By Matt Schlee
Setsuko Hara worked with virtually all of the giant directors of Japanese cinema. However, it is with Yasujiro Ozu that she made her most memorable works. The pair had an undeniable connection, and she spent a career perfectly emulating his ideal heroine: a marginalized young woman trapped between the expectations of traditional Japanese society and her true desires, but eternally content to suffer with a smile. No film is as thematically definitive for an actor/director pairing as Late Spring.
The story of a devoted daughter being pressured into marriage, Late Spring captures all of the quiet despair that Ozu and Hara would perfect over decades of filmmaking. Hara’s performance lacks the overt melodrama of much early cinema, and instead in her eyes we find the locked-away pain of a truly suffering captor of an intrinsically patriarchal system. Given, Hara had nearly a decade and a half to perfect her craft prior to what feels like an “early” masterpiece, but Late Spring is one of the towering giants of the family drama genre. Ozu and Hara collaborated six times and tragically, Hara retired from the screen after Ozu’s death in 1963.
When a Woman Ascends the Stairs
By Matt Schlee
The other great lady of Japanese cinema, Hideko Takamine, had her own ideal pairing in the director’s chair: Mikio Naruse. The two worked together twelve times: largely observing the systemic biases against women in Japanese society. Though Naruse’s themes were more societal while Ozu’s were largely familial, the parallel is clear. Naruse and Takamine’s collaborations are all worth exploration, but none are quite as perfect as When a Woman Ascends the Stairs. Chronicling the life of a bar hostess, it explores the struggles that many Japanese women experienced with the commodification of sexuality and the challenges of being unmarried and aging. Takamine gives an incredible and devastating performance, underscoring thematic elements that had been explored in Japanese cinema for decades with unmatched power.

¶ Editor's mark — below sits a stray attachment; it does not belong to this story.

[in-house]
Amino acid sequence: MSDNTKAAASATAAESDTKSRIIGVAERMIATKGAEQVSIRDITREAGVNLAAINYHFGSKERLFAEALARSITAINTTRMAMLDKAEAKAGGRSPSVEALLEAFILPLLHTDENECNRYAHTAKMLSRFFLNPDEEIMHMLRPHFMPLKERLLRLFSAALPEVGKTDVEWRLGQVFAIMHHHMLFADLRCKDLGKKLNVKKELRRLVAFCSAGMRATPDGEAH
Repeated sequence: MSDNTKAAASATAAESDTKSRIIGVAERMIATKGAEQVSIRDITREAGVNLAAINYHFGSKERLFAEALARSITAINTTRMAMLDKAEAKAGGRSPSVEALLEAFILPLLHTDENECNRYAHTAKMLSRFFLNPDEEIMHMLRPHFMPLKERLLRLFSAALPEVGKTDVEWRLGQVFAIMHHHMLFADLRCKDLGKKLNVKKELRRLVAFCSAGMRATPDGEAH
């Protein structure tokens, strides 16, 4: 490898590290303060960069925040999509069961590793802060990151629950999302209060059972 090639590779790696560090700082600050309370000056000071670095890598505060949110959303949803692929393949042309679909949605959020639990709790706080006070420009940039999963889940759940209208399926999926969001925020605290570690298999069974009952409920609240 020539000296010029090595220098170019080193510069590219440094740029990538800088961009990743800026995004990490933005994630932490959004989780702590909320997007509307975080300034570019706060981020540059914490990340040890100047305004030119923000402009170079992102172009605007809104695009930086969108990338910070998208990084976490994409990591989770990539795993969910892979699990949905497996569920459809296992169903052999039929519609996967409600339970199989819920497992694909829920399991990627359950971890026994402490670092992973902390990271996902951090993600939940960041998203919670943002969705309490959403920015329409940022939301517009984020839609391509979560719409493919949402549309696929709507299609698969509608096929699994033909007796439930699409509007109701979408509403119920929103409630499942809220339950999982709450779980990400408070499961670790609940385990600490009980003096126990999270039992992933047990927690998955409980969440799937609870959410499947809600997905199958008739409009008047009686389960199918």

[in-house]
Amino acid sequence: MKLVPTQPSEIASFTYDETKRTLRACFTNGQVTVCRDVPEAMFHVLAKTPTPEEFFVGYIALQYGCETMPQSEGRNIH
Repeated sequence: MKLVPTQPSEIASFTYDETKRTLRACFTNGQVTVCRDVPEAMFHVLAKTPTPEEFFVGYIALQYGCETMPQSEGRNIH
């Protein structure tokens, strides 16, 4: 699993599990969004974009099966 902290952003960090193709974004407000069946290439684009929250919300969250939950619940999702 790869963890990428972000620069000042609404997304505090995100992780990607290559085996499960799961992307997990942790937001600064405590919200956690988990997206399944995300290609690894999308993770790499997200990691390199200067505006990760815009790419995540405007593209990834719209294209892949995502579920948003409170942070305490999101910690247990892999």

By Kevin Jones
While films such as Roman Holiday or Breakfast at Tiffany‘s may be the first to come to mind when thinking about Audrey Hepburn, Charade has another great performance from her. As Regina Lampert, the performance finds Hepburn with all of the charm she was known for with an infectious energy and a screen presence that few actors or actresses have come close to matching. From the very onset of the film as she trades shots with Cary Grant at a luxurious Swiss resort to her muted reactions at her husband’s funeral, Hepburn’s skillful comedic delivery and timing shines through. Charade has a great script from Peter Stone with Hepburn bringing those lines to life, giving them a sharp delivery and some zip that makes the deadpan humor come off tremendously. When it comes to the romantic or thrilling sides of Charade, her chemistry with Grant is terrific but what really sets this film apart is her physical performance. Using her wide, expressive eyes to say so much about the confusion and terror her character feels, Hepburn nails this side of the film. This is a performance that requires Hepburn to use every trick in her arsenal, flashing her entire range in a captivating lead turn that stands tall in a film filled with great actors.
By Ben McDonald